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FCC Construcción celebrates the 30th anniversary of the completion of the Santa Justa station (Seville), the first high-speed station built in Spain

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04/05/2021

FCC Construcción celebrates the 30th anniversary of the completion of the Santa Justa station (Seville), the first high-speed station built in Spain

FCC Construcción celebrates the 30th anniversary of the completion of the Santa Justa station (Seville), the first high-speed station built in Spain.

More than 208 million people have passed through the station. Sevilla Santa Justa entered service at dawn on May 2, 1991, unifying in a single railway terminal all the circulations with origin / destination Seville, previously divided between the old stations of Plaza de Armas and San Bernardo.

During these 30 years, Seville Santa Justa, thanks to the high speed rail, has become the gateway to the city of Seville, and a key infrastructure to experience unique events, such as the 1992 Universal Exposition and the Spanish Championship. Athletics World of 1999, among others, or sporting, recreational and cultural events that are repeated every year with the arrival of thousands of people thanks to sporting and cultural events, Holy Week and the April Fair.

On the other hand, Sevilla Santa Justa, due to the modernity of its facilities, became from the beginning a test site for the constant improvement of services to customers, highlighting the pioneering improvements in accessibility.

Along with elevators, fixed and mechanical stairs, as accessibility facilitators, the Sevillian station introduced for the first time in Spain the use of mechanical ramps, as a means of comfortable and safe access from the lobby to the platforms and vice versa. In addition to a non-slip floor installed in the hall, side corridors and walkway.

These initiatives promoted the design of a new station model, in which total accessibility was prioritized, eliminating architectural barriers that impeded access to the lobby from the street or its communication with platforms and shopping areas, thus facilitating transit of people with disabilities and the circulation with luggage trolleys.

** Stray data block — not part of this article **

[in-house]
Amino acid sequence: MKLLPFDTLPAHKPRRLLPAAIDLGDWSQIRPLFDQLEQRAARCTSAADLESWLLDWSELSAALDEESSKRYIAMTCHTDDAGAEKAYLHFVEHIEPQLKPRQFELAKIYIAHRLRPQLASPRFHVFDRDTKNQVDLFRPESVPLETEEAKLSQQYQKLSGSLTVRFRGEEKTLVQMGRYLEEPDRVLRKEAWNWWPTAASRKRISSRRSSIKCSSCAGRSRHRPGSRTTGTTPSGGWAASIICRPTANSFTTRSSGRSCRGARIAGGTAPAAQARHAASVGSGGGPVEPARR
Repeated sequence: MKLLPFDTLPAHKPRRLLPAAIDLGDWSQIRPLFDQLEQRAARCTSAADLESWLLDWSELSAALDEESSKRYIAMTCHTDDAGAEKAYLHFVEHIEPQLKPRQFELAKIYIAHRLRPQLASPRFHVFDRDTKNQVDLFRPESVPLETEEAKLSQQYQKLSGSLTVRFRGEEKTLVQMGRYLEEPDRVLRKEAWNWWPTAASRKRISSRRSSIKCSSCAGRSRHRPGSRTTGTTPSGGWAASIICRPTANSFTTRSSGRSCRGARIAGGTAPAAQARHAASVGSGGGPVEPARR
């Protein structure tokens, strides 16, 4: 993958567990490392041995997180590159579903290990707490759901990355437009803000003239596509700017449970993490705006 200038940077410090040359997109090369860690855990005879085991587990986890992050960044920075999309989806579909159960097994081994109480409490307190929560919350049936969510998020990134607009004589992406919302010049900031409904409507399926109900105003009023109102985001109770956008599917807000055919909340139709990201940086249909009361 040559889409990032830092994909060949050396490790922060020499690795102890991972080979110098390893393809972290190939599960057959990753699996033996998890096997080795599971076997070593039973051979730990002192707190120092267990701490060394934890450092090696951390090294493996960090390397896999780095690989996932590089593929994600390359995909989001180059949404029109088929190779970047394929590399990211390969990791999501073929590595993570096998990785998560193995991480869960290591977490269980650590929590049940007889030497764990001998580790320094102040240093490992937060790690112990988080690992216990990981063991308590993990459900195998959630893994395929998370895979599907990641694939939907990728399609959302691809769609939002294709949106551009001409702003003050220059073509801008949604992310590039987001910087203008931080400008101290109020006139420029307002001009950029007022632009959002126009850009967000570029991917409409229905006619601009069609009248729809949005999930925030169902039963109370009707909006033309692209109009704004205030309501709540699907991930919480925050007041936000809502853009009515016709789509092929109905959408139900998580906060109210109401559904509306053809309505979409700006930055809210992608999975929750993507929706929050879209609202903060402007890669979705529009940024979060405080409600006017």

Proof of these improvements are the prizes and awards that Santa Justa obtained as soon as it opened its facilities:

1991: Helios Prize awarded by the EEC for the elimination of architectural barriers for people with reduced mobility.
1992: Brunel Prize for Architecture, awarded by the UIC (International Union of Railways).
1993: First Prize for Spanish Architecture, awarded by the Higher Council of Colleges of Architects of Spain.
Santa Justa became the new and only passenger railway station in Seville on May 2, 1991. It contains all the services that were previously provided at the San Bernardo station, closed to rail traffic that same morning.

The station, located in the old Prado de Santa Justa, to which it owes its name, next to the avenue of Kansas City, was born equipped with twelve tracks: six of national gauge (routes 7 to 12) and six of UIC gauge, destined to high speed circulations (routes 1 to 6). The latter came into service with the start-up of the Madrid-Seville High Speed Line in April 1992, also coinciding with the opening of the Universal Exhibition in Seville.

Its total area and annexed areas is 80,000 m² distributed through the access plaza, the head of the station and the patio of platforms.

Sevilla Santa Justa was designed by the architects Antonio Cruz and Antonio Ortiz who used characteristic elements of Seville architecture such as exposed brick, arches or the great height of its ceilings, with a central axis identified with its large open-plan hall. of an approximate surface of 3,000 m².

The premises and commercial services of the new station were gradually put into operation over the following months and until 1992, concluding the process with the incorporation of the Madrid-Seville High Speed Line on April 21, 1992.

In 1992, more than 9 million people passed through the station, an arithmetic barrier that was not overcome again until 2017. The record for annual visitors stands at 9,375,688 in 2018.

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